Campaign Launch Creative Planning
Helping to ensure Tufts’ campaign launch illuminated its abiding culture of community and service.
Tufts University’s talented and seasoned advancement events team was more than qualified to deliver a truly “Jumbo” campaign launch for the $1.5 billion Brighter World: The Campaign for Tufts. Educe’s industry expertise, reputation for collaboration, and track record of creativity led to an invitation to work with the Tufts team to ensure that the event program reflected the big and bold thinking called for in this watershed moment for the university. Familiarizing ourselves with the community and culture of Tufts led us to make recommendations that helped to elevate the emotional energy of the launch event at Boston’s Museum of Fine Arts through a distinctly impactful moment.
“Collaborating with Tufts’ internal team members led to a creative approach that felt authentic and captured the true spirit of the institution. We thoroughly enjoy working with strong teams who have a deep understanding of their culture and their audiences. The outcomes are very rewarding.”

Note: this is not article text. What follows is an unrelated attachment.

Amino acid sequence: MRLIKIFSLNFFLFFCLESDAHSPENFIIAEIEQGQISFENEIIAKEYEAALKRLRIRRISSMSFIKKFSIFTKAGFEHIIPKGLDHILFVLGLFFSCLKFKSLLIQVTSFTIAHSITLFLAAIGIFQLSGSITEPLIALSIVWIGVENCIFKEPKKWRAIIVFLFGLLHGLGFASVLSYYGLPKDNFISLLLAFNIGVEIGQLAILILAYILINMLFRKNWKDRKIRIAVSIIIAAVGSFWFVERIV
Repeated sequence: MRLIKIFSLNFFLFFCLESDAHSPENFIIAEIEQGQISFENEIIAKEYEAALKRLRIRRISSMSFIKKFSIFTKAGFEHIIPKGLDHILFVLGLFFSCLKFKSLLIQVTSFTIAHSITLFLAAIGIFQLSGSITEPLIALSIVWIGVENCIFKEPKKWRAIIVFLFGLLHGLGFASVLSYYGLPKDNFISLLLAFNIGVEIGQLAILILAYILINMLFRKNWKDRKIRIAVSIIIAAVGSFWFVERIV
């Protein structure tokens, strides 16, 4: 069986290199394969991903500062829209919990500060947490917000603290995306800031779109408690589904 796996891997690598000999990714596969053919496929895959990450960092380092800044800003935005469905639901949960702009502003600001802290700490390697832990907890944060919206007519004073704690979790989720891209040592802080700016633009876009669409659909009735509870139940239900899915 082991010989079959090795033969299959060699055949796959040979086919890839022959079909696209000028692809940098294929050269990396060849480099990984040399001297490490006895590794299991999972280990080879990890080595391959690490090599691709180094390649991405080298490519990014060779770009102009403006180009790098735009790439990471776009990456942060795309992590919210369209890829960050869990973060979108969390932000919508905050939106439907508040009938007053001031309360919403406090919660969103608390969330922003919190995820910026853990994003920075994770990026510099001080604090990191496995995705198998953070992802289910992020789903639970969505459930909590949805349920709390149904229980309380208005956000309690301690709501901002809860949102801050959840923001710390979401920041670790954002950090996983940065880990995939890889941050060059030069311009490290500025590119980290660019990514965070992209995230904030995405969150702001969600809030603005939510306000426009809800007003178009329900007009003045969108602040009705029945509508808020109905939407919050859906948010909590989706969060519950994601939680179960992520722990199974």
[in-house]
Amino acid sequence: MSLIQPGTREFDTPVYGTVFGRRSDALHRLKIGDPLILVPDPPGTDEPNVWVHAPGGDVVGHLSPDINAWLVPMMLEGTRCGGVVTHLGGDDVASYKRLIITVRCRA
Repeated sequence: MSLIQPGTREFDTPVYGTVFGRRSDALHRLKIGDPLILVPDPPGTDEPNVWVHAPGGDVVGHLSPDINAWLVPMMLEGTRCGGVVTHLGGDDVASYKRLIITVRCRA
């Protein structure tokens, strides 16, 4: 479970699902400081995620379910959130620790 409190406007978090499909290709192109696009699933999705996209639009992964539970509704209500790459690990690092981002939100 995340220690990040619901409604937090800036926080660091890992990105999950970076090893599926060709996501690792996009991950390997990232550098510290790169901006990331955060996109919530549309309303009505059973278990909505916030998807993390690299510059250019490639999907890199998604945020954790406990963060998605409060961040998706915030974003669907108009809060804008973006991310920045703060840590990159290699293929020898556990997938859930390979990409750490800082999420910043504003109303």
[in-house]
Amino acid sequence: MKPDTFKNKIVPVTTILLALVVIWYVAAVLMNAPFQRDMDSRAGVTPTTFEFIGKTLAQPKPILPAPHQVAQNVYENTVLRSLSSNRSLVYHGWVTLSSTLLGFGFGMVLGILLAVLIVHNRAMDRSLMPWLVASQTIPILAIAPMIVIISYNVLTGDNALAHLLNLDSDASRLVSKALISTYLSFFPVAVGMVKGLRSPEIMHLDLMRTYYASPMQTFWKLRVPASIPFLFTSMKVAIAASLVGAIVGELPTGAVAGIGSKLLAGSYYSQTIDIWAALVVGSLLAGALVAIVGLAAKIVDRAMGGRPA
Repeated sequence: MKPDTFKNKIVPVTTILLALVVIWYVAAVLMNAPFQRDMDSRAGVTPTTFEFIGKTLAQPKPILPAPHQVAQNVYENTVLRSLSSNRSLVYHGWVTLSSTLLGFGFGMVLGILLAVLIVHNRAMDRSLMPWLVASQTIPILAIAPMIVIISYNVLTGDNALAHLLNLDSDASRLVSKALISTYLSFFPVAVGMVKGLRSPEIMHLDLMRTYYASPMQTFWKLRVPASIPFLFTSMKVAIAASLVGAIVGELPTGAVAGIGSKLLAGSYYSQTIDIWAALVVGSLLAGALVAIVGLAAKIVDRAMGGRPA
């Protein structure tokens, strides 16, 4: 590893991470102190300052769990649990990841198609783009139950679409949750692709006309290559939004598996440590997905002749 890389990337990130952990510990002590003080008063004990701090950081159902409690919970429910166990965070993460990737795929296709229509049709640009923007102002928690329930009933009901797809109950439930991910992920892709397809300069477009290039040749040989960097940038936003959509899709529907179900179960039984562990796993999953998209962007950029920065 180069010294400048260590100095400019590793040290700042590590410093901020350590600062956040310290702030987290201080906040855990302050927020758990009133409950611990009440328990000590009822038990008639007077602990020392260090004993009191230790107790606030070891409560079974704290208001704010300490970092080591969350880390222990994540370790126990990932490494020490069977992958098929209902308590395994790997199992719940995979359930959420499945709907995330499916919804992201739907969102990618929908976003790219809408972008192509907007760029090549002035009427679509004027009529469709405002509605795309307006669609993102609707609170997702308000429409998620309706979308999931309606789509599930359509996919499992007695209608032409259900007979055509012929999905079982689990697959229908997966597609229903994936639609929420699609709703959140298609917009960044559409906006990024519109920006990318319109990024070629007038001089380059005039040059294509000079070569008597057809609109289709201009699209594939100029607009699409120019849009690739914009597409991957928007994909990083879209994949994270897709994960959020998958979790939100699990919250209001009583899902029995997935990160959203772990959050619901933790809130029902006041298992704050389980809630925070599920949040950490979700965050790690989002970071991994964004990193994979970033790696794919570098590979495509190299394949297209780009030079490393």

JoAnn Peroutka, Co-Founder and Managing Principal, Educe
During two days of on-campus discovery, our team met with stakeholders throughout the university. We worked closely with the events team and colleagues throughout advancement to establish goals and objectives for the launch events, an overall event arc, and a draft programmatic flow and creative approach to bring the “Brighter World” theme to life.
One recommendation carried directly into the Boston campaign launch event was to recreate the beauty and warmth of the candlelight procession that is a traditional culmination of new student orientation. In a moment that connected many generations of Tufts alumni, a candlelight procession of students in Tufts’ award winning a capella groups encircled the crowd of 400 guests in light, a physical symbol of Tufts’ role as a beacon of light in the world, and the campaign’s support both for financial aid and for research and programs to solve real-world problems.